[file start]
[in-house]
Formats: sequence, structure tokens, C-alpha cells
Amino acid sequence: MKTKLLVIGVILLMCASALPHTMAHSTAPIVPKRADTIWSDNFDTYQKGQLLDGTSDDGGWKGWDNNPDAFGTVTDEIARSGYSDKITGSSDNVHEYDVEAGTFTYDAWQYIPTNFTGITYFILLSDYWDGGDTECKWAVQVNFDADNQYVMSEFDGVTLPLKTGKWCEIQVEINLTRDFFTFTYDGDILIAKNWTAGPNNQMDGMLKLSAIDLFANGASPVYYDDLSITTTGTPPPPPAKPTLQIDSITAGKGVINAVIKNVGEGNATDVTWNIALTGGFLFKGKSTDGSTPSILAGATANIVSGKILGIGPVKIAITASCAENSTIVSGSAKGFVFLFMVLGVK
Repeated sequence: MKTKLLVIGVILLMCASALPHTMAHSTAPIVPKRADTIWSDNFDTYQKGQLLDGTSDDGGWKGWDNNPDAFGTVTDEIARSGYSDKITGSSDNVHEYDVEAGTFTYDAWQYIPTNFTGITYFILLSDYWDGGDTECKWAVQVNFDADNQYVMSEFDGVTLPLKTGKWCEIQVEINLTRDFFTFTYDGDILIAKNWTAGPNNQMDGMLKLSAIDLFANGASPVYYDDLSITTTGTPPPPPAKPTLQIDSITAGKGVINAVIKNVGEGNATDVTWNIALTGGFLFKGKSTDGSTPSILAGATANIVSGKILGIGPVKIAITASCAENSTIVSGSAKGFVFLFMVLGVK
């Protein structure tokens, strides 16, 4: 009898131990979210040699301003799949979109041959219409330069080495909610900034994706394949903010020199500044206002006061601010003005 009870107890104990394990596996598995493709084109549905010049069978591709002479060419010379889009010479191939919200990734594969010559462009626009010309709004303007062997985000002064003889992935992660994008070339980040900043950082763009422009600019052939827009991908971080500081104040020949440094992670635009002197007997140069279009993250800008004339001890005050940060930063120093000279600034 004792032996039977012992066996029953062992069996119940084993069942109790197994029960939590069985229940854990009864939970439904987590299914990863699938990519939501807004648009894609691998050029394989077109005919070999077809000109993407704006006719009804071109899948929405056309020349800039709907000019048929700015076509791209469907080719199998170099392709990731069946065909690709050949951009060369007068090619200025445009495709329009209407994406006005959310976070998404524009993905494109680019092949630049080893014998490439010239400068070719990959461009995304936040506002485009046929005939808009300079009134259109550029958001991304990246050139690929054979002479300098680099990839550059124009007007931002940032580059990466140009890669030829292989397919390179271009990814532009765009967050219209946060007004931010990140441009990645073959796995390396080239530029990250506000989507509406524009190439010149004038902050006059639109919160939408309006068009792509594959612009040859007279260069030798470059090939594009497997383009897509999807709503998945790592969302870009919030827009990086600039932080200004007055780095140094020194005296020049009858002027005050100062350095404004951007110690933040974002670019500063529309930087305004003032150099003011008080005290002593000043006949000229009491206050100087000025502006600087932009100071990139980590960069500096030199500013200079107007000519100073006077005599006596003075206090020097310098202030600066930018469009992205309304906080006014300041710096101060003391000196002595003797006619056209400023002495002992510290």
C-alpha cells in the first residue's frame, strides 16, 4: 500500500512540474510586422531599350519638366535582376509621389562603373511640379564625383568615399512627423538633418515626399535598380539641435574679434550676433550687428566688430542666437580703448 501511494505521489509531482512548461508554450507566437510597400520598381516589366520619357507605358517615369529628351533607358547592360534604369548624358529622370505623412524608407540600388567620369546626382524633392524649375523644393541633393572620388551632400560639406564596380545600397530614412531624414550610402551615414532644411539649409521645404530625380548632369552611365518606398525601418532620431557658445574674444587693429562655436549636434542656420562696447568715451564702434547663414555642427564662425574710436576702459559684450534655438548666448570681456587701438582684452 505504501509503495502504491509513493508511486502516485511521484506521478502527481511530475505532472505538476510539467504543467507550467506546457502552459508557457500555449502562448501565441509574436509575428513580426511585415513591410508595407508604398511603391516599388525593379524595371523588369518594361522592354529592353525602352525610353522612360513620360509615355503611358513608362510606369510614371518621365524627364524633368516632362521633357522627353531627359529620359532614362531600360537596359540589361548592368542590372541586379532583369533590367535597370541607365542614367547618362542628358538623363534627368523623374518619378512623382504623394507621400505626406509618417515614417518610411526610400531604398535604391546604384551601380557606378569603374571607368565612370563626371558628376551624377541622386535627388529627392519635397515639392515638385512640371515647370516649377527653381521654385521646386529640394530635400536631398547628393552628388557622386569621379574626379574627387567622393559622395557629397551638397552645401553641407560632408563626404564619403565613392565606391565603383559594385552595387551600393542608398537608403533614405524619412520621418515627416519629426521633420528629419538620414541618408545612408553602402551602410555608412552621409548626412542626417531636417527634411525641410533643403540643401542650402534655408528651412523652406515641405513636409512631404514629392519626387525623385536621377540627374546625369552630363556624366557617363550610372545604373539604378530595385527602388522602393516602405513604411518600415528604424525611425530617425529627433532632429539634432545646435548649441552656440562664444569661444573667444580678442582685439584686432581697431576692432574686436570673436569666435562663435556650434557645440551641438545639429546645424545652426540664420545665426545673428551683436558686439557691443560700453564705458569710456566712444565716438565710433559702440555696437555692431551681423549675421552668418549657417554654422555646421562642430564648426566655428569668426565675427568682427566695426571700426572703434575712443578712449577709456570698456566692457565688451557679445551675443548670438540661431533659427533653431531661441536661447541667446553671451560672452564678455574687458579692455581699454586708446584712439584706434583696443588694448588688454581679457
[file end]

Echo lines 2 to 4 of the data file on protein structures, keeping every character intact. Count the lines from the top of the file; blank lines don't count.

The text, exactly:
Formats: sequence, structure tokens, C-alpha cells
Amino acid sequence: MKTKLLVIGVILLMCASALPHTMAHSTAPIVPKRADTIWSDNFDTYQKGQLLDGTSDDGGWKGWDNNPDAFGTVTDEIARSGYSDKITGSSDNVHEYDVEAGTFTYDAWQYIPTNFTGITYFILLSDYWDGGDTECKWAVQVNFDADNQYVMSEFDGVTLPLKTGKWCEIQVEINLTRDFFTFTYDGDILIAKNWTAGPNNQMDGMLKLSAIDLFANGASPVYYDDLSITTTGTPPPPPAKPTLQIDSITAGKGVINAVIKNVGEGNATDVTWNIALTGGFLFKGKSTDGSTPSILAGATANIVSGKILGIGPVKIAITASCAENSTIVSGSAKGFVFLFMVLGVK
Repeated sequence: MKTKLLVIGVILLMCASALPHTMAHSTAPIVPKRADTIWSDNFDTYQKGQLLDGTSDDGGWKGWDNNPDAFGTVTDEIARSGYSDKITGSSDNVHEYDVEAGTFTYDAWQYIPTNFTGITYFILLSDYWDGGDTECKWAVQVNFDADNQYVMSEFDGVTLPLKTGKWCEIQVEINLTRDFFTFTYDGDILIAKNWTAGPNNQMDGMLKLSAIDLFANGASPVYYDDLSITTTGTPPPPPAKPTLQIDSITAGKGVINAVIKNVGEGNATDVTWNIALTGGFLFKGKSTDGSTPSILAGATANIVSGKILGIGPVKIAITASCAENSTIVSGSAKGFVFLFMVLGVK